If a product does not activate any of our criteria for the Fail or Warning ratings, it has met our minimum safeguards and is rated Pass. Since the Pass rating does not have explicit criteria of its own, we have highlighted the following best practices for additional consideration: limiting the collection of personal information, making information publicly visible, safe interactions, data breach notification, and parental consent.
Children Intended: A vendor should disclose whether children are intended to use the application or service. If policies are not clear about who the intended users of a product are, then there is an increased risk that a child's personal information may be used in ways that were not intended at the time at which that child provided their personal information, resulting in unintended harm.
Collection Limitation: A company should limit its collection of personal information from children and students to only what is necessary in relation to the purposes of providing the application or service. If a company does not limit its collection of personal information, then there is an increased risk that the child or student's personal information could be used in ways that were not intended, resulting in unintended harm.
Visible Data: A company should not enable a child to make personal information publicly available. If a company does not limit children from making their personal information publicly available, there is an increased risk that the child or student's personal information could be used by bad actors, resulting in social, emotional, or physical harm.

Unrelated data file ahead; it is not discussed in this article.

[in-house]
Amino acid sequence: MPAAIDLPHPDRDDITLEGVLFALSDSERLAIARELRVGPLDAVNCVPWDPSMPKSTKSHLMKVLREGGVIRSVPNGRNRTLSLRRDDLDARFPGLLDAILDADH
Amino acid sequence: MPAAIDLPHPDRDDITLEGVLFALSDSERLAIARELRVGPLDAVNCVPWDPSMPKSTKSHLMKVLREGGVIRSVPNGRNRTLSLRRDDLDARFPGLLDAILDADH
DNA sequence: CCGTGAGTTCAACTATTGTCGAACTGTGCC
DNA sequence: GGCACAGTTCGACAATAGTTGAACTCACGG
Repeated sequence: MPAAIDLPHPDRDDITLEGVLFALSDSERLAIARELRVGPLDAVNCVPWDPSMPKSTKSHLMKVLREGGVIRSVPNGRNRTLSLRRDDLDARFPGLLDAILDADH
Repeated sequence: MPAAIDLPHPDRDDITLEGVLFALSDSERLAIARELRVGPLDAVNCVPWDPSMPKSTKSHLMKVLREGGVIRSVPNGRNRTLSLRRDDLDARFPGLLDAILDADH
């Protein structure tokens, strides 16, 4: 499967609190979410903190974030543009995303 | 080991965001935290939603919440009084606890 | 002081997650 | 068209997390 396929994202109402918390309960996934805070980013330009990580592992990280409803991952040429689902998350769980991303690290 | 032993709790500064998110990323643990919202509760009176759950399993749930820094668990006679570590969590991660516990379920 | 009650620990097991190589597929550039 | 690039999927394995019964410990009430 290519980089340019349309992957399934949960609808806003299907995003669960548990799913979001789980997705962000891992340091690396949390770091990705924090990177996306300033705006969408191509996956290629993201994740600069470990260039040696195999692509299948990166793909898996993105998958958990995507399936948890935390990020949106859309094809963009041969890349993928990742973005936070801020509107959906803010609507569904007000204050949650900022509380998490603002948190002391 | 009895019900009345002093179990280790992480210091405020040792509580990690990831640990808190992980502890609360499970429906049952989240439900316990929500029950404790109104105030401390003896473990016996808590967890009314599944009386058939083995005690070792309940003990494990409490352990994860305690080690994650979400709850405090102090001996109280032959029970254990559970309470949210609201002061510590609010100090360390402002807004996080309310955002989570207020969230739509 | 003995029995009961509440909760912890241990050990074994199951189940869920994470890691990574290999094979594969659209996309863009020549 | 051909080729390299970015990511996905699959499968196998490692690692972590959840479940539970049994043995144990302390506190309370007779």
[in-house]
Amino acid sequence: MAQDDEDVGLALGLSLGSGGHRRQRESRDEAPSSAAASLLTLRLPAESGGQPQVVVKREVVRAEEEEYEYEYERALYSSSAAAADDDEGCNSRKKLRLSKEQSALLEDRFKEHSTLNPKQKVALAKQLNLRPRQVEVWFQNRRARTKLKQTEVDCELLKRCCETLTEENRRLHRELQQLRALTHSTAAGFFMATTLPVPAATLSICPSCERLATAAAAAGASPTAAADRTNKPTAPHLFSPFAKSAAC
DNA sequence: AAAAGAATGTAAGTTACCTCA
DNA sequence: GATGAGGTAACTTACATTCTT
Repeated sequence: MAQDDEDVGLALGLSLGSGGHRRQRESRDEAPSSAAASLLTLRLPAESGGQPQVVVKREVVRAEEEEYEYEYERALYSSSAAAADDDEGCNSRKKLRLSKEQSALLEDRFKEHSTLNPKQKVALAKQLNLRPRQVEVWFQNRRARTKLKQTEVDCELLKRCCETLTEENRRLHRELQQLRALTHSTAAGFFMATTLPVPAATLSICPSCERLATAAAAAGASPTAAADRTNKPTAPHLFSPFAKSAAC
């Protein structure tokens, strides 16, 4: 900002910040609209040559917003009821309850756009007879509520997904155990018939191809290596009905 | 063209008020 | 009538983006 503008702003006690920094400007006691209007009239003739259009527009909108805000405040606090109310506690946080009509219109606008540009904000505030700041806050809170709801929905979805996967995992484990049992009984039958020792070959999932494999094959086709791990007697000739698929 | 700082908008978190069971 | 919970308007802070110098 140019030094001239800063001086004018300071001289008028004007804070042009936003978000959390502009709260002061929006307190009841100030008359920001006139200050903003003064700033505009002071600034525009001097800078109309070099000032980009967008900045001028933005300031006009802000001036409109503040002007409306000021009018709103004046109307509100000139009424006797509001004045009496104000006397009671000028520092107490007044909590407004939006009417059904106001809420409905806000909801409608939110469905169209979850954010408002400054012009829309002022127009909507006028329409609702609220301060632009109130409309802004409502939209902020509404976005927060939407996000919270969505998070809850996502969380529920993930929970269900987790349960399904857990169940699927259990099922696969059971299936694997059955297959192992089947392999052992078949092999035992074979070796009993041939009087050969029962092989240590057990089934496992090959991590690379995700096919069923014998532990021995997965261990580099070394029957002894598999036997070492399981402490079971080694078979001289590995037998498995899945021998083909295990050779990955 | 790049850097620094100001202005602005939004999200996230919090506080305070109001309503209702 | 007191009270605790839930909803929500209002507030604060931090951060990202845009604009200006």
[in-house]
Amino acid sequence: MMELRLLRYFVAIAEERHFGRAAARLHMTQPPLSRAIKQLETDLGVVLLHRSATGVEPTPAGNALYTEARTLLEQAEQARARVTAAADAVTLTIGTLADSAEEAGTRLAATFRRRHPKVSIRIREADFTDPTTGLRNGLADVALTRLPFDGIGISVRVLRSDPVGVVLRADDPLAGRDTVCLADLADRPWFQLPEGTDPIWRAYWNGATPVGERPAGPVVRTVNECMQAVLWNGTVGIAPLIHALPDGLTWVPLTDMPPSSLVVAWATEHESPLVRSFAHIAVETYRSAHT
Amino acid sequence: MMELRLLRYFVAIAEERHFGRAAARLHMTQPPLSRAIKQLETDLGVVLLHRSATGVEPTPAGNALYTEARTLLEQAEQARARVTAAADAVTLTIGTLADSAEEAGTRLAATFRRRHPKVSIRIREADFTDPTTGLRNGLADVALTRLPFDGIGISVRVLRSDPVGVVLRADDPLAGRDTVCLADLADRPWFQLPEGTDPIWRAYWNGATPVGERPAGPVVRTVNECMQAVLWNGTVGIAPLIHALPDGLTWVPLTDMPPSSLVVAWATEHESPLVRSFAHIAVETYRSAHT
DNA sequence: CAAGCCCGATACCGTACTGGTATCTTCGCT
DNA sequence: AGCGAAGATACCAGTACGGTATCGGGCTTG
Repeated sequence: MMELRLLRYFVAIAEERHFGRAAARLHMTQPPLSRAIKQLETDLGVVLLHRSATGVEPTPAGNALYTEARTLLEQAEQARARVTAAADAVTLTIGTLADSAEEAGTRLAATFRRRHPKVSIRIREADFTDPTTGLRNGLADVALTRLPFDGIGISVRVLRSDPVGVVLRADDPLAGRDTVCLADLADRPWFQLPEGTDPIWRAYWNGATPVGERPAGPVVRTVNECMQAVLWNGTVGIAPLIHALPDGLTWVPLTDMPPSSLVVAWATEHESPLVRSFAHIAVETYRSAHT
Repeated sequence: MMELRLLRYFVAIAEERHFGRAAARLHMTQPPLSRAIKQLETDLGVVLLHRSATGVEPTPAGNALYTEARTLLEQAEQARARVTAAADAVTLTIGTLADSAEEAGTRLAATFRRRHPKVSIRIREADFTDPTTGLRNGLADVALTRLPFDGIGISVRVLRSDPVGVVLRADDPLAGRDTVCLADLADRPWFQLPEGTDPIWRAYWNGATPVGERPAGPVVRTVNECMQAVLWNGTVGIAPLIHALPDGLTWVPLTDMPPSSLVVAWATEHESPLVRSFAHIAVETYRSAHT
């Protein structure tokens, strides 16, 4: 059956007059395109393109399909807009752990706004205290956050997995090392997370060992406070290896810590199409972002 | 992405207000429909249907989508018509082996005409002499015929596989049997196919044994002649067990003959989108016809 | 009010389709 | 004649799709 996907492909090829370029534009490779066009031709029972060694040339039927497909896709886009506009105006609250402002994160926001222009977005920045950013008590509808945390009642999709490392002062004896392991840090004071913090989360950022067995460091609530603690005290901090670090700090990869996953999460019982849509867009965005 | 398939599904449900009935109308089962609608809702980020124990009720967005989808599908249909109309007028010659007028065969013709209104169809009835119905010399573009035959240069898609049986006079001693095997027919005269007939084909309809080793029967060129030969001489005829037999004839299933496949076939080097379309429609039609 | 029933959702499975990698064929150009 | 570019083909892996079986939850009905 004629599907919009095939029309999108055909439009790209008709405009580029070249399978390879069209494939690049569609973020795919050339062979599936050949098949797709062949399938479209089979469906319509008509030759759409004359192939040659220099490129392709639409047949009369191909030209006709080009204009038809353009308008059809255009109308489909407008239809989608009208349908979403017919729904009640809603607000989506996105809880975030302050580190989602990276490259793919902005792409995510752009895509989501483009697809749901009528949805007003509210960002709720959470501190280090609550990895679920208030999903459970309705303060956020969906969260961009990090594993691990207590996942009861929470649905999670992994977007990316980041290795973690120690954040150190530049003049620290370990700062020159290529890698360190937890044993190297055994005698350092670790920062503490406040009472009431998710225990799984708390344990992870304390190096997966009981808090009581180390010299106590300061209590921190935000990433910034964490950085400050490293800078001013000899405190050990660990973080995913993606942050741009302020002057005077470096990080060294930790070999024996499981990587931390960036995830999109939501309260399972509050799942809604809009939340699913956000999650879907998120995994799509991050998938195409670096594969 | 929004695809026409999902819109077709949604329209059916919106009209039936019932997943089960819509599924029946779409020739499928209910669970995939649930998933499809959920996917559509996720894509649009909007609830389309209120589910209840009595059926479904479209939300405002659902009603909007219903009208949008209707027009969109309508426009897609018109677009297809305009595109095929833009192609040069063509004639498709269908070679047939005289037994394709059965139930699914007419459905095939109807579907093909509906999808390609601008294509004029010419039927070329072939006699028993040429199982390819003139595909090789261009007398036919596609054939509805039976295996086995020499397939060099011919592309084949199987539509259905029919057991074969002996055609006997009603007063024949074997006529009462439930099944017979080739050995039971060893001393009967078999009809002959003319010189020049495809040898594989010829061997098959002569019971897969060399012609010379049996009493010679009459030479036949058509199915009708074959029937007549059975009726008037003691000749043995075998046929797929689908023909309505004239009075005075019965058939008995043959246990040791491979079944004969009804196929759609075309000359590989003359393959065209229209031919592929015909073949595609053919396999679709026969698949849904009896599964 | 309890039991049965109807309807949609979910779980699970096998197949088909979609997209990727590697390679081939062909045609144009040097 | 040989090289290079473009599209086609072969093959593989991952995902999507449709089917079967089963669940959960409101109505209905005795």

Safe Interactions: If a company provides social interaction features, those interactions should be limited to trusted friends, classmates, peer groups, or parents and educators. If a company does not limit children's interactions with unknown individuals, there is an increased risk that the child or student's personal information could be used by bad actors, resulting in social, emotional, or physical harm.
Data Breach: In the event of a data breach, a company should provide notice to users that their unencrypted personal information could have been accessed by unauthorized individuals. If notice is not provided, then there is an increased risk of harm due to the likelihood of personal information that was breached being used for successful targeted or phishing attempts to steal additional account credentials and information, resulting in potential social, emotional, or physical harm.
Parental Consent: A company should obtain verifiable parental consent before the collection, use, or disclosure of personal information from children under 13 years of age. If parental consent is not obtained, then there is an increased risk that the child or student's personal information could be inadvertently used for prohibited practices, resulting in unintended harm.